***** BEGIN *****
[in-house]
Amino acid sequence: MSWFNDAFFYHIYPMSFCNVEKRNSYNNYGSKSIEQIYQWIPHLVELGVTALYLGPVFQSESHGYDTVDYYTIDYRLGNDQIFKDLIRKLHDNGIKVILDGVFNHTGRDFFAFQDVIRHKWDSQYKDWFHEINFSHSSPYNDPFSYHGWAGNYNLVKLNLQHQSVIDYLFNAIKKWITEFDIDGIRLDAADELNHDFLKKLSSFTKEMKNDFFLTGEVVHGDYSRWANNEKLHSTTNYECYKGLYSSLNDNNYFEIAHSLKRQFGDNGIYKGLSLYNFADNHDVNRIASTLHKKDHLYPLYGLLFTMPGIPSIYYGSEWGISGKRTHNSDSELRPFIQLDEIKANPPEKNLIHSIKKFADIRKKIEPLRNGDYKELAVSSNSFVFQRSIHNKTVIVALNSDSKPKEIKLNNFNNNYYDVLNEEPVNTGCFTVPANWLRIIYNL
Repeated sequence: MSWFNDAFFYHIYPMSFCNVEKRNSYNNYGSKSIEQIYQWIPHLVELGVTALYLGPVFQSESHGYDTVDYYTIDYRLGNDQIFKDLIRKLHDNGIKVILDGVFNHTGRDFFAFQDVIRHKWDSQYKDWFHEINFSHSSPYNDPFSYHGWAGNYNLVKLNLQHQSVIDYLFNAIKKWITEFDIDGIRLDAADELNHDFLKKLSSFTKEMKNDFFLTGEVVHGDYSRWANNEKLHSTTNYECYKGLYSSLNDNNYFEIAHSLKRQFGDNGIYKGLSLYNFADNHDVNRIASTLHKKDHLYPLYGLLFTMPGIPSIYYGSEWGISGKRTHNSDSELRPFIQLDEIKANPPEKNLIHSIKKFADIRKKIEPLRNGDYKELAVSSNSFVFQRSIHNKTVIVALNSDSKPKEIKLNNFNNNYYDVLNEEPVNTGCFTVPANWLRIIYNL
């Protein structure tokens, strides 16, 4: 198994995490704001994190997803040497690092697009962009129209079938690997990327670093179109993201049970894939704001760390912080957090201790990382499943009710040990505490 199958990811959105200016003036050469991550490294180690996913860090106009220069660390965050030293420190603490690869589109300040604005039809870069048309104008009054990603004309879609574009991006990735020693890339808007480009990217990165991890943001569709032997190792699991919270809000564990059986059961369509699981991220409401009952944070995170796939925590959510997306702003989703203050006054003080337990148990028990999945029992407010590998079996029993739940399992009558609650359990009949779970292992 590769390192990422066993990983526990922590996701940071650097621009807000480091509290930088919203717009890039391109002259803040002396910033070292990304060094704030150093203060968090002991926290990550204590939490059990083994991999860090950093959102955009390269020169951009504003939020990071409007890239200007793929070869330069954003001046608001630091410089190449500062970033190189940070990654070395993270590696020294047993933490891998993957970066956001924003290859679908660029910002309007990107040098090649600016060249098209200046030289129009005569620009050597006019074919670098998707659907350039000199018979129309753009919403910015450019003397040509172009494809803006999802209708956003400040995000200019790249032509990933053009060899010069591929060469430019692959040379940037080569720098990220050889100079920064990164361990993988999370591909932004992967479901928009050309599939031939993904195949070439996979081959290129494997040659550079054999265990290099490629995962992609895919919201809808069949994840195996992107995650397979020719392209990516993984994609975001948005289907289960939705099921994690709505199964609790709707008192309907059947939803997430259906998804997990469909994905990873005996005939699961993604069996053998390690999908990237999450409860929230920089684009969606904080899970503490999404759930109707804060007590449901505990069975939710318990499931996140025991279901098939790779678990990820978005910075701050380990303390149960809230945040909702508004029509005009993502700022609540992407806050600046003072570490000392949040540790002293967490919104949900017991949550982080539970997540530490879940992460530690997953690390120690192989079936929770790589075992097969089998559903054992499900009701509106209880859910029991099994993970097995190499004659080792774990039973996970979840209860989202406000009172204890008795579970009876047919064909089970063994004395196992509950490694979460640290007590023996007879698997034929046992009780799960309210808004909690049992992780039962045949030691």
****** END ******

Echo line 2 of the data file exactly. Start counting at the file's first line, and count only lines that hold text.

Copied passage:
Amino acid sequence: MSWFNDAFFYHIYPMSFCNVEKRNSYNNYGSKSIEQIYQWIPHLVELGVTALYLGPVFQSESHGYDTVDYYTIDYRLGNDQIFKDLIRKLHDNGIKVILDGVFNHTGRDFFAFQDVIRHKWDSQYKDWFHEINFSHSSPYNDPFSYHGWAGNYNLVKLNLQHQSVIDYLFNAIKKWITEFDIDGIRLDAADELNHDFLKKLSSFTKEMKNDFFLTGEVVHGDYSRWANNEKLHSTTNYECYKGLYSSLNDNNYFEIAHSLKRQFGDNGIYKGLSLYNFADNHDVNRIASTLHKKDHLYPLYGLLFTMPGIPSIYYGSEWGISGKRTHNSDSELRPFIQLDEIKANPPEKNLIHSIKKFADIRKKIEPLRNGDYKELAVSSNSFVFQRSIHNKTVIVALNSDSKPKEIKLNNFNNNYYDVLNEEPVNTGCFTVPANWLRIIYNL